Wednesday, March 16, 2011

Somebody Lost Her Head

A few weeks ago an odonatist friend made a general request of photographers to look through their photos and see how frequently adult dragonflies other than libellulids (skimmers) are hosts for water mites. When you spend a lot of time looking at odonates, it becomes clear that certain groups (like several libellulid genera and a variety of damselfly genera) are frequent water mite hosts, while other dragonflies in non-libellulid families and some libellulid genera rarely host water mites even if they breed in aquatic habitat that is suitable for mites. The subject of water mites is an interesting one and I’ll write more about them another time, but all of this leads me to the real subject of this post...

So, I was scanning through my dragonfly photo collection looking for water mite carriers, when I came across a male Diminutive Clubtail (Gomphus diminutus) that I photographed in South Carolina a few years ago. I noticed that it had a reddish-brown, bulbous thing on one of its front legs which looked superficially like a water mite except that it was too big and legs are a strange place for a water mite to make its temporary home (typically they attach to the lower areas of the thorax and abdomen). I decided that it wasn’t a mite, but I couldn’t really tell what it was.

A male Diminutive Clubtail (Gomphus diminutus) in Chesterfield County, South Carolina, 9 May 2008.
See the reddish-brown thing on one of the front legs under the head?

Digitally zooming in on the dragonfly’s front leg, the UFO (unidentified femoral object) began to take on a recognizable shape, but I wanted to be sure. I indicated that I collected this individual in the photo’s metadata and I’m glad I did that. Since I started odonate photography in a serious way, I’ve been cross-referencing photos to collected specimens and vice versa which can be really handy for a variety of reasons. One reason is that I have the specimen to verify the identity of the photographed odonate (important for more cryptic, difficult-to-identify species); another is that I can verify the body and eye colors of a specimen in life (eye color does not preserve at all in specimens and body color can fade or darken significantly).

I pulled the specimen out, put it under the microscope, and the UFO was what I thought it was—the head of an ant gripping the clubtail’s leg with its mandibles. Like many gomphids, the Diminutive Clubtail frequently perches on the ground and I presume that the ant came along and took on the dragonfly as potential prey, as misguided as that may be. The location on the front femur where the ant head held tight is within reach of the clubtail’s mandibles, so I’m sure that the dragonfly simply bit down on the ant’s body and yanked. The ant was resistant, of course.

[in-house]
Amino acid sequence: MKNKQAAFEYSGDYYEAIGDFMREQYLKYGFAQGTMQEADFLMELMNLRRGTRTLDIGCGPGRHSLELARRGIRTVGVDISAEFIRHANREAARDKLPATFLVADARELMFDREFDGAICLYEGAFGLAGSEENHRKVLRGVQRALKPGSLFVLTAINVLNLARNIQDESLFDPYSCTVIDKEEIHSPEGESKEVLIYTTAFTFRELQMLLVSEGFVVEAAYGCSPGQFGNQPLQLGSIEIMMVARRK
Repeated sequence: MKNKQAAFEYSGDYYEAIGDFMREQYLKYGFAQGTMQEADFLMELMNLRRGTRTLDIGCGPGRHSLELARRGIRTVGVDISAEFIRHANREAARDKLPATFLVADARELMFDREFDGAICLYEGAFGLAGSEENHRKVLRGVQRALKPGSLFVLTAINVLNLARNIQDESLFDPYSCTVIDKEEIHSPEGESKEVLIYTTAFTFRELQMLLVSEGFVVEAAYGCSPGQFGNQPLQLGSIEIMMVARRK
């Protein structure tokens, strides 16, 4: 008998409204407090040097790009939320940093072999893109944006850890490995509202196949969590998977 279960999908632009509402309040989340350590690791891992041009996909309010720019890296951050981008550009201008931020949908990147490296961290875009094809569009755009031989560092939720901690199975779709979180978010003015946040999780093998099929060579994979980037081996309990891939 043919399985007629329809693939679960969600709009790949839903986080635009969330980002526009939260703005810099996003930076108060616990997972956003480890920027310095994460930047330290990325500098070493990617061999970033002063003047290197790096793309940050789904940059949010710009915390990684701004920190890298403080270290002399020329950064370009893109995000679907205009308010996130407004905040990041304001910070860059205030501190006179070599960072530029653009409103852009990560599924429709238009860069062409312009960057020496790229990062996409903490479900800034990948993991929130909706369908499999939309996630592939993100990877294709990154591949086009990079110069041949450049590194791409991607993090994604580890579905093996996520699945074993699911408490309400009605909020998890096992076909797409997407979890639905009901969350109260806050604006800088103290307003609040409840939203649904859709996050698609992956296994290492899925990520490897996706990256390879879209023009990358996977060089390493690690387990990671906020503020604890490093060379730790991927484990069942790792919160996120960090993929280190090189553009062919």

A close-up of the photo above. Yeah, that’s an ant’s head.

Ants are a major threat to emerging odonates—they can’t fly or run and the exoskeleton is very soft and vulnerable to pinching mandibles. Emerging odonates don’t stand a chance when they are discovered by ants, but mature odonates simply fly off when their personal space is invaded. This ant must have grabbed on before the clubtail could take off, but it was a lethal mistake.

I find it easy to anthropomorphize odonates and I imagine this clubtail showing off the “trophy” on his upper arm as the victor of an epic battle. I’m sure the clubtail didn’t intentionally leave the ant’s head on his femur, but anthropomorphizing is fun sometimes.


  1. That is quite a war trophy on its leg. Great post.

  2. Glad to see you posting again. Here's a blog that you might be able to help out with an ID: She's in Canada, somewhere.

  3. @Nature ID (Katie) Thanks, Katie. I just offered my two cents.

  4. Ho, that"s quite a story--thanks for sharing!

    --Patricia Lichen,

  5. Jim, I just came across a blog post of a tiger beetle with an ant head attached near the mouth. Some discourse is going about why it happens. Are ants predator/defensive or prey? Thought you might be interested:

  6. @Katie (Nature ID) Thanks, Katie. I left my two cents there too, for what it's worth.